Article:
• Gilas Cadets give us glimpse of Philippine hoops’ future

    Jude P. Roque

    Jude P. Roque

    Winning the 2016 SEABA Stankovic Cup may not be a big deal for most Pinoys.  After all, we’ve ruled the Southeast Asian (SEA) region in the sport for decades.  But there’s something special about this year’s victory of the young men’s National team called the Gilas Cadets.

    Oh they were surely put to the test in this tournament, particularly by host Thailand.  The Thais were spectacular, blasting other teams before bowing to the perennial champs.  But the first encounter with the Filipinos was surprisingly neck-and-neck.  Gilas literally escaped from the Thais’ tight grip in endgame, thanks to timely treys by Mike Tolomia and Kevin Ferrer.  From a 60-63 deficit with less than two minutes left, the former Universities Athletic Association of the Philippines (UAAP) stars came to the rescue to make the final count 66-65 for Gilas.  But even before the final buzzer sounded, Thai star Chitchai Ananti managed to heave a desperation shot from mid-court that almost hit its mark.  It was indeed a colossal relief for the Philippine squad as losing to another SEA team would’ve been embarrassing even for an elimination round game.

    But let’s give both Gilas and the Thais some credit.  First, the Thais looked really prepared and determined to win this tournament in home grounds. Particularly impressive were their ball movement and scrambling defense.  And they have size and experience.  Ananti is undeniably the team’s go-to-guy.  He tallied 14 markers and ten boards in their first meeting with the Philippines.  But it was their defense that drew praises from Cadet coach Nash Racela.  It’s not easy defending against Racela’s offense because it usually creates a lot of open shots for the team.  But the Thais were aggressive and had the length to challenge all shots.  As a result, the Pinoys shot a woeful 3-of-37 from beyond the arc.  Fortunately, two of the three made shots came in the final moments of the game.

    As for the Cadets, preparing for this tournament came with many challenges, as did the Philippine squads that came before them.  The players had individual commitments with their respective schools and commercial teams, which gave the team little opportunities to be complete in practice.  In fact, the team barely had three weeks to prepare.  This is why Racela opted to include mostly players from his college team, the defending UAAP champs Far Eastern University (FEU) Tamaraws, namely Mac Belo, Tolomia, Roger Pogoy, Russel Escoto, Raymar Jose, and incoming sophomore Ken Holmqvist.  This gave Racela some chemistry and familiarity with his dribble-drive motion offense.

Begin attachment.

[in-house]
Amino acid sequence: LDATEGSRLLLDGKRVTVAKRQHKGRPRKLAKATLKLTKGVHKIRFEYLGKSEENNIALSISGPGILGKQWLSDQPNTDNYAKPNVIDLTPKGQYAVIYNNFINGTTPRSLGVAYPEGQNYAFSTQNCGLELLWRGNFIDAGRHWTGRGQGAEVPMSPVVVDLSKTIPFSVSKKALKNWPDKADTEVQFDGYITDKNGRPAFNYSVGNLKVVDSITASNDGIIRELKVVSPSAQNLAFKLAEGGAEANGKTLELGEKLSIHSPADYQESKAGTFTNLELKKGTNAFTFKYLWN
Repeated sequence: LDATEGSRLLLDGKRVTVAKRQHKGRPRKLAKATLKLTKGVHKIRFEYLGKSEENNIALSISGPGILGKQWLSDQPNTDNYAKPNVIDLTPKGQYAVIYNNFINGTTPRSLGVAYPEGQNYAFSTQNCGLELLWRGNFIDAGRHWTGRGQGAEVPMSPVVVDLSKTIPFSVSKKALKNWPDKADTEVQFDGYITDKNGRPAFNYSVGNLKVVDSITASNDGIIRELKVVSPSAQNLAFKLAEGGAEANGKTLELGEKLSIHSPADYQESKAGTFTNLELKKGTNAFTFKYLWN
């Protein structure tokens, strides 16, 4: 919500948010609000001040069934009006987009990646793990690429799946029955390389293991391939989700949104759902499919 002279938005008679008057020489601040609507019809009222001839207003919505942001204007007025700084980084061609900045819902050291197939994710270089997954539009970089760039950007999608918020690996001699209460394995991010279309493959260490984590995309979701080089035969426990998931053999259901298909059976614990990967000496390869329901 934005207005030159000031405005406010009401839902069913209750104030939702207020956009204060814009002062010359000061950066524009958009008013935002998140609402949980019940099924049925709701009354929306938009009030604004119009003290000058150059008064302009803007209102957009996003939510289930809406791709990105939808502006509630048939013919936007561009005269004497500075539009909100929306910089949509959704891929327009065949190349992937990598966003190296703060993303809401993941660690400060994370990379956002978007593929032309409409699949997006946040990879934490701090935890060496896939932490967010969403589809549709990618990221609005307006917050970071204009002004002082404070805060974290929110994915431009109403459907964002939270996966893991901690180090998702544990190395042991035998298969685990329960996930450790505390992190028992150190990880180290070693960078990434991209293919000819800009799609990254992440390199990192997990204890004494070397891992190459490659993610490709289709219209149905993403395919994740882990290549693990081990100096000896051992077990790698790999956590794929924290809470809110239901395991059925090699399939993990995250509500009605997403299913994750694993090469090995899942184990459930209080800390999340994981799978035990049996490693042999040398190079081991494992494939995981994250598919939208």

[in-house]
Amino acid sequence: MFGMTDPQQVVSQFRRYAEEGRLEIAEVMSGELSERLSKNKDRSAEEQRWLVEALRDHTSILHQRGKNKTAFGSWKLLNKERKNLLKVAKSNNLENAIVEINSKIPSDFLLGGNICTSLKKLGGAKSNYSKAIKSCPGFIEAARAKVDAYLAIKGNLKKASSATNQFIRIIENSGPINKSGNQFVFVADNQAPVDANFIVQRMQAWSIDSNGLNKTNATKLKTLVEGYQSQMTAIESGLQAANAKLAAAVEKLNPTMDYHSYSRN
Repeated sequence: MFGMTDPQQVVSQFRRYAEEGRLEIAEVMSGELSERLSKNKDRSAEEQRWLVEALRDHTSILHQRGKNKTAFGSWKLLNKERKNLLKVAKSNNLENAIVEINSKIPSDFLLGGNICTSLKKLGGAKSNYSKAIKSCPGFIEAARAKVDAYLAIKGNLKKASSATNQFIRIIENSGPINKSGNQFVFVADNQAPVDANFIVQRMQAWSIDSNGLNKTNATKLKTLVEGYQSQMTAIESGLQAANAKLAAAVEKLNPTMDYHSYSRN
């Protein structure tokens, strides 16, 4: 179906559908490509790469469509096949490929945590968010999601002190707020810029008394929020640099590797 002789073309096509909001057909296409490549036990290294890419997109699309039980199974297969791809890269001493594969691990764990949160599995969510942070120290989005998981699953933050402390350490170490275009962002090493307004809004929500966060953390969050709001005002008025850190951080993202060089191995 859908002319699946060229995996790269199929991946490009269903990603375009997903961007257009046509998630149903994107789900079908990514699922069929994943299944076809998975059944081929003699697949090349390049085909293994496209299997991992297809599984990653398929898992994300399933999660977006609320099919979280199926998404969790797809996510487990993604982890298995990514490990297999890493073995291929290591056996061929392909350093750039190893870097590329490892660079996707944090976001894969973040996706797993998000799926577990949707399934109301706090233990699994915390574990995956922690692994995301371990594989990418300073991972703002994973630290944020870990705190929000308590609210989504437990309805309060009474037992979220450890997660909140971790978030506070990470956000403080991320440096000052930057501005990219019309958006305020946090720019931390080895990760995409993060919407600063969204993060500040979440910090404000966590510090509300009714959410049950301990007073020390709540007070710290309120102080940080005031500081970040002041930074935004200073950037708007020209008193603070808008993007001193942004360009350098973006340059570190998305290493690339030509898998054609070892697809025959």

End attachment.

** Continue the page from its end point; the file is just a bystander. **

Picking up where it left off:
Racela also borrowed from the Philippine Basketball Association (PBA) rookies Troy Rosario and Almond Vosotros.  Rosario, the PBA’s second pick overall last year, proved to be the team’s most prolific player, leading the team in scoring in the event.  He unloaded 17 points against the Thais in the championship game.  Vosotros, along with Ateneo star Von Pessumal, was the team’s designated outside gunner.  University of Sto. Tomas hotshot Kevin Ferrer added to the firepower and length of the squad. Arellano U’s Jio Jalalon, arguably the best amateur point guard in the country today, was the lone representative of the National Collegiate Athletic Association (NCAA).  And from the high school ranks is Chiang Kai Shek slotman Jonas Tibayan.

    After the scare from the Thailand game, the Cadets bowed to make a statement in the finals. It was still a tight game for the most part, after a 22-all standoff at the end of the opening period, and a halftime score of 49-45 in favor of Gilas. At the end of the third canto, the Pinoys were just up by five at 67-62.  But the payoff period was a different story as the depth and talent of the Pinoys came into sight. From 69-66 early in the fourth, the Nationals stepped on the gas to break away for good and finish with the 97-80 win for the title.  Also, Gilas shot better from long-range this time, hitting twelve triples.

    What’s unique about this team?  No stars, just a bunch of talented ballers working together to achieve a common goal.  But if you look closer, they all have the size and outside shooting ability.  This makes the future of Philippine basketball truly exciting.


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